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March 16, 2016


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Sorry, should've broken up that last bit more; didn't realize how bunched up it was cause i'm limited in time. I apologize for that wall of text.

Realization of noble wisdom, seeing one's nature as the original buddha and true mind; this is realization of the realm of reality; the realm of reality can be said, when looking at conventional terminology, to be immortal, immutable, bliss, all-encompassing, etc.

Further, the realm of reality mentioned is not the karmadhatu, the dream of consciousness; it is the spiritual reality of the dharmadhatu, which is to say the three buddha bodies are inseparable (as they are emanations of the preceding reality body, all flowing from the dharmakayic principle, the fundamental buddha); they are not the realm of karma or what is called the alaya (which is just these three bodies (tathagatagarbha) when linked to the dream of spirit in consciousness); when you see that spirit has always been these three bodies of reality; you begin to see how all of these things make sense, further you see the delusion in concepts of being and non-being; the namarupa, the rupakaya, is nothing more than consciousness (discriminatory); Mind does not need consciousness, consciousness is a phenomenal manifestation of Mind; Mind is self-illuminating, it is the dropping of this discriminatory consciousness that shows us the true reality of Mind, breaking up the attachment to the base consciousness called the Alaya; we see from here that a buddha then creates a nirmanakaya that encompasses the universal body of consciousness, creating a buddha-land (every land is a buddha land, because the buddha-body in the nirmanakayic aspect is universal in size, the preceding body of reality is the ocean of wisdom/sambho and that preceding body of reality is the dharmakaya; it is the dream-like reality of the alaya that mirrors the nirmanakaya that is prone to error, as it is caught up in its own manifestations and then attached to as an ego through individualized consciousness) and in doing so, emanates throughout this body of reality that is formless, and this is the great compassion of buddhas, this is where the idea of "becoming all beings" comes into place, there are originally no such beings, one encompasses said beings with a body of pure bodhi, but this is because of realization of Mind as the realm of reality; and of Mind as being free from consciousness which is a phenomenal manifestation of it's own noumenal wisdom.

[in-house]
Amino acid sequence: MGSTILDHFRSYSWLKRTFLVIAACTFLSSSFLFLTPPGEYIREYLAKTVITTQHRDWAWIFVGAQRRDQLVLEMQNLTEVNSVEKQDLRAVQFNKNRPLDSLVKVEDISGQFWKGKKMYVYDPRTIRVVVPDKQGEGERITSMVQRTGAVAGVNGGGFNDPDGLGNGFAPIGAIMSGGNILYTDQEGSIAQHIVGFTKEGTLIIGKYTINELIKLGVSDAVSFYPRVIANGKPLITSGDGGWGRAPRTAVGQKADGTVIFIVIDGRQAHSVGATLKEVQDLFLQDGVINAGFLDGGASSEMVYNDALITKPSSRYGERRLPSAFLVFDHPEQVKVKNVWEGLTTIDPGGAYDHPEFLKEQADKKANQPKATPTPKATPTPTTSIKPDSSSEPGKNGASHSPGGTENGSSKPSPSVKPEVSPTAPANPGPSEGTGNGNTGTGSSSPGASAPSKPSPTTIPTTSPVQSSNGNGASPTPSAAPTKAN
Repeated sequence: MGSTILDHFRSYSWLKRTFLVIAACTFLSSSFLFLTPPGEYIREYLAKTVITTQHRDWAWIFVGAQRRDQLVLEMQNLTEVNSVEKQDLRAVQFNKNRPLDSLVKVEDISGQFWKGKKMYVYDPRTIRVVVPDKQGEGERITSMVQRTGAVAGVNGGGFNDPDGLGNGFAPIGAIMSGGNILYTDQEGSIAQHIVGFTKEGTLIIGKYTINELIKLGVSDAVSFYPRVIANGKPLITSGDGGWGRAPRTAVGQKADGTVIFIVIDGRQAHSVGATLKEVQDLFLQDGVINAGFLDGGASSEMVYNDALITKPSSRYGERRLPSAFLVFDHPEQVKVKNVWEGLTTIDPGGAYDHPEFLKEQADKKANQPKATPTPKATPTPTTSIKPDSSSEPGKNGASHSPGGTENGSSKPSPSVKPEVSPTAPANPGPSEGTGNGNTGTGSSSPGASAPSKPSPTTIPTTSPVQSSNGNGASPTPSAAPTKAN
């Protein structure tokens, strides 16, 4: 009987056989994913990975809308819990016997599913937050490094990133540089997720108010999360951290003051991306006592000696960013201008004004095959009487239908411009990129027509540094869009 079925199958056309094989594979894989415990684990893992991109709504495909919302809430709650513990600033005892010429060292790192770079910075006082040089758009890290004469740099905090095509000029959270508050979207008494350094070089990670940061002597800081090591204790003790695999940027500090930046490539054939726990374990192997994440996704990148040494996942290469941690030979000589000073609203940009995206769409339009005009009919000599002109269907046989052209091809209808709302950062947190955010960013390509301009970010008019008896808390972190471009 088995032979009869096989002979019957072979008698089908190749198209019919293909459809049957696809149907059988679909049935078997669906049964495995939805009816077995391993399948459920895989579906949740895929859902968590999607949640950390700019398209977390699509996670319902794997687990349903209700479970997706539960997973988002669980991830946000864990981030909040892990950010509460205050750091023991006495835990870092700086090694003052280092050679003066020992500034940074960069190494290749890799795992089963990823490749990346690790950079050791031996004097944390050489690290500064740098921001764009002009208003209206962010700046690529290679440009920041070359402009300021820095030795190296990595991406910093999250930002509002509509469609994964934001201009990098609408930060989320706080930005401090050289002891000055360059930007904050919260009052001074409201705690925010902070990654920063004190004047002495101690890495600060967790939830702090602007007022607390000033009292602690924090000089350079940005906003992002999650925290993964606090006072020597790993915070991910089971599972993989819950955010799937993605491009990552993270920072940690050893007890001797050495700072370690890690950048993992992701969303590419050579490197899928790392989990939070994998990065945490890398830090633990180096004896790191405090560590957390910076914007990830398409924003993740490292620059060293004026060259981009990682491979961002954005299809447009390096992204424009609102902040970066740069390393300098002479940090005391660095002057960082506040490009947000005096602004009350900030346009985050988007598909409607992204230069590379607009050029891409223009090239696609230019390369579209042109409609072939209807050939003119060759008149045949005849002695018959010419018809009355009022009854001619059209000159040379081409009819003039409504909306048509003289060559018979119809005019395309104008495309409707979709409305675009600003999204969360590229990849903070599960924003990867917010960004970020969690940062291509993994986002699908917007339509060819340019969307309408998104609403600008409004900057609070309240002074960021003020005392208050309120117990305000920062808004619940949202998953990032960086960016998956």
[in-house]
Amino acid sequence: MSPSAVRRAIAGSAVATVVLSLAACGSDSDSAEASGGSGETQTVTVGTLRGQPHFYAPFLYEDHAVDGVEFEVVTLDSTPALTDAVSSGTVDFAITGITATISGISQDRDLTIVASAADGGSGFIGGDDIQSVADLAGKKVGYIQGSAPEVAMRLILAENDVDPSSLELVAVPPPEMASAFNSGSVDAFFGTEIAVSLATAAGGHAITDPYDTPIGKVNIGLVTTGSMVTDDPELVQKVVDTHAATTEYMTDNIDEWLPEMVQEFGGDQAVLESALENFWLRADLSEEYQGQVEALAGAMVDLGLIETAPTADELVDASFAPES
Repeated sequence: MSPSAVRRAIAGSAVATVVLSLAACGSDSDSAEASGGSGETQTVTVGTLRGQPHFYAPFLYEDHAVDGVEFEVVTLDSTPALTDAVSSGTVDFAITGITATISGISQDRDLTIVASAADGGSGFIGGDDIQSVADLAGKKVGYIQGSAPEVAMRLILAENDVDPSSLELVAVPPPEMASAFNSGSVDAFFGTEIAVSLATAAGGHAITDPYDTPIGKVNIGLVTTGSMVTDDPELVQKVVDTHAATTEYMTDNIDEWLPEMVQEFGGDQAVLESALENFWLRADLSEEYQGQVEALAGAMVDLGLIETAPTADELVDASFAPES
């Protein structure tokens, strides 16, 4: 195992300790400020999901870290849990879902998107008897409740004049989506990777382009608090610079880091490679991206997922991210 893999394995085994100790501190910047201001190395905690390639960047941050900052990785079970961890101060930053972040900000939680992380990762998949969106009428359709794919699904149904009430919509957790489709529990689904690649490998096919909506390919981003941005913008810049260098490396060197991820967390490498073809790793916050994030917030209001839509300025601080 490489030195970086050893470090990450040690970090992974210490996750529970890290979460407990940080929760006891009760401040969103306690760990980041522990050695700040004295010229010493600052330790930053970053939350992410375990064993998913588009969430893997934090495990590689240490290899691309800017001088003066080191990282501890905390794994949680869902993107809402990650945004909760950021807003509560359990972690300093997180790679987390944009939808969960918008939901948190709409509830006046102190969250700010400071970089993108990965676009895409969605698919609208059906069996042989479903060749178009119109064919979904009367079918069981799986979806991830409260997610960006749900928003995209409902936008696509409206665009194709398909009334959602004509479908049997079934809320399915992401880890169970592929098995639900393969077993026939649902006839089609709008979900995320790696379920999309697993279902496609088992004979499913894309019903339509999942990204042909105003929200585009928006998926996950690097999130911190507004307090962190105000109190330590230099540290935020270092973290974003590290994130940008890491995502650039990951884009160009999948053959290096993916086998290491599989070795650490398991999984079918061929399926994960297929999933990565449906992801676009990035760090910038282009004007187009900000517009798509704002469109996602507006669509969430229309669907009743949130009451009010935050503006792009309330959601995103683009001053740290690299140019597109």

"becoming infinite and "becoming all beings" and being aware of their unity with the pure mind and the inmost self ?"

These are nice words, Mathesis. I bet they sound good in the minds of New Agers.

But contemplate some things for a moment. If there is a way to "become" infinite, then infinity surely is a mere illusion. You cannot "become" something that is supposed to be free from any form of conditionality. The word "infinite" denotes something limitless.

Further on down your reasoning, what exactly is a "being"?

If the mind that on a continuous basis, due to self-ignorance, is experiencing itself as a "[sentient] being, will that very same mind see itself as such, once the five skandhas are "removed" as distorting impediments prohibiting the Mind of right knowledge [noble wisdom], fully illuminate "something spiritual" about its true nature?

If your dhyanas, you seem to have applied on that "something" through the years have been of any spiritual value, you should be able to answer these questions.

If not, then you are still caught in a dialectical maelstrom, down a river of very volatile rapids, where the laws of uncertainty is the only certain thing you can count on.

Would you agree that the positive descriptions of nirvana in the sutras include in fact:
immortality, immutability, liberation, bliss, all-encompassing knowledge, awakening, life, true self, perfection and
becoming infinite and "becoming all beings" and being aware of their unity with the pure mind and the inmost self ?

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